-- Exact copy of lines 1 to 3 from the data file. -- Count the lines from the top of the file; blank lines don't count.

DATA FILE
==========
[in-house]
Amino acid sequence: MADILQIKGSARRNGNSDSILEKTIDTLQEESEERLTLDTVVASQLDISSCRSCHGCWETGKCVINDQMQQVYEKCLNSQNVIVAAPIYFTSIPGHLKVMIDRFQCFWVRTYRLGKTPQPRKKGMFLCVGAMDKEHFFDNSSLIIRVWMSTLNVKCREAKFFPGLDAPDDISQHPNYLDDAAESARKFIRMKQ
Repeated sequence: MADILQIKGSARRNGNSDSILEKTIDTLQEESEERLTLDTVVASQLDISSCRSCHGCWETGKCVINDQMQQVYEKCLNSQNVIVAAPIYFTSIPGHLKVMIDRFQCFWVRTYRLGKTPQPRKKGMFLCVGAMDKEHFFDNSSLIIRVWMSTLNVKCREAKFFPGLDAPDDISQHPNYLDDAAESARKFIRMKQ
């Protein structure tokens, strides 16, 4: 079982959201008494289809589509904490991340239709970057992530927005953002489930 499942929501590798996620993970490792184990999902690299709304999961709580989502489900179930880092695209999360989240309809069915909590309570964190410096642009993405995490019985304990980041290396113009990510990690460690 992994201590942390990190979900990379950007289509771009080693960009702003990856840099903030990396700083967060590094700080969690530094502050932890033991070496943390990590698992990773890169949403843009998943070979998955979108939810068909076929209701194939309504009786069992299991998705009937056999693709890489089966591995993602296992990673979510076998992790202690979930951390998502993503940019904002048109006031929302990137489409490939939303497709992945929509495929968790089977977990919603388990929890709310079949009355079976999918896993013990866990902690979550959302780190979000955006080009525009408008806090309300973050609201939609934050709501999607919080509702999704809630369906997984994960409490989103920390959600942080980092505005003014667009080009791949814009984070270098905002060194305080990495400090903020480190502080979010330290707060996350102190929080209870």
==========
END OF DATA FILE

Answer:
[in-house]
Amino acid sequence: MADILQIKGSARRNGNSDSILEKTIDTLQEESEERLTLDTVVASQLDISSCRSCHGCWETGKCVINDQMQQVYEKCLNSQNVIVAAPIYFTSIPGHLKVMIDRFQCFWVRTYRLGKTPQPRKKGMFLCVGAMDKEHFFDNSSLIIRVWMSTLNVKCREAKFFPGLDAPDDISQHPNYLDDAAESARKFIRMKQ
Repeated sequence: MADILQIKGSARRNGNSDSILEKTIDTLQEESEERLTLDTVVASQLDISSCRSCHGCWETGKCVINDQMQQVYEKCLNSQNVIVAAPIYFTSIPGHLKVMIDRFQCFWVRTYRLGKTPQPRKKGMFLCVGAMDKEHFFDNSSLIIRVWMSTLNVKCREAKFFPGLDAPDDISQHPNYLDDAAESARKFIRMKQ